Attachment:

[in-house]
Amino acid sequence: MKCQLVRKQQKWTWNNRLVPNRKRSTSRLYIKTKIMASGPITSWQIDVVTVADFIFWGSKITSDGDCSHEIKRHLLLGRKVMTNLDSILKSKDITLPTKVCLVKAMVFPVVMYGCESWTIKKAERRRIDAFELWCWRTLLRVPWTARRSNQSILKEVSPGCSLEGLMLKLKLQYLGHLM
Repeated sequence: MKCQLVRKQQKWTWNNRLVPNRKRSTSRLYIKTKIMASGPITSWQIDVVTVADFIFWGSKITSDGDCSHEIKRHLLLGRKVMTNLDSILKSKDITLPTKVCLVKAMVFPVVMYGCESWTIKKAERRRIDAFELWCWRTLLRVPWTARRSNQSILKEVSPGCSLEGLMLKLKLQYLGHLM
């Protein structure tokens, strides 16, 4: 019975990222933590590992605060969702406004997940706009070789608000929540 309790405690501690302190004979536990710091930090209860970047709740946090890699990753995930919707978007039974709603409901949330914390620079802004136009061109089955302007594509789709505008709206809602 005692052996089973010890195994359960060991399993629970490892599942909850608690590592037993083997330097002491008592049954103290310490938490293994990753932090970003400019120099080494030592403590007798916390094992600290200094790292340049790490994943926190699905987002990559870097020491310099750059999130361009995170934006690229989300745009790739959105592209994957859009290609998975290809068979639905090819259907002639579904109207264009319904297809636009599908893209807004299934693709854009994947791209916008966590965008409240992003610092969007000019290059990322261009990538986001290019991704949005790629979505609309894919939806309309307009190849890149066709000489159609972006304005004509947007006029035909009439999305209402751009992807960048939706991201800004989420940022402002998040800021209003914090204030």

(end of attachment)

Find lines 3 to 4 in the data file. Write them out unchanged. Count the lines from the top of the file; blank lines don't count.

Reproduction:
Repeated sequence: MKCQLVRKQQKWTWNNRLVPNRKRSTSRLYIKTKIMASGPITSWQIDVVTVADFIFWGSKITSDGDCSHEIKRHLLLGRKVMTNLDSILKSKDITLPTKVCLVKAMVFPVVMYGCESWTIKKAERRRIDAFELWCWRTLLRVPWTARRSNQSILKEVSPGCSLEGLMLKLKLQYLGHLM
């Protein structure tokens, strides 16, 4: 019975990222933590590992605060969702406004997940706009070789608000929540 309790405690501690302190004979536990710091930090209860970047709740946090890699990753995930919707978007039974709603409901949330914390620079802004136009061109089955302007594509789709505008709206809602 005692052996089973010890195994359960060991399993629970490892599942909850608690590592037993083997330097002491008592049954103290310490938490293994990753932090970003400019120099080494030592403590007798916390094992600290200094790292340049790490994943926190699905987002990559870097020491310099750059999130361009995170934006690229989300745009790739959105592209994957859009290609998975290809068979639905090819259907002639579904109207264009319904297809636009599908893209807004299934693709854009994947791209916008966590965008409240992003610092969007000019290059990322261009990538986001290019991704949005790629979505609309894919939806309309307009190849890149066709000489159609972006304005004509947007006029035909009439999305209402751009992807960048939706991201800004989420940022402002998040800021209003914090204030």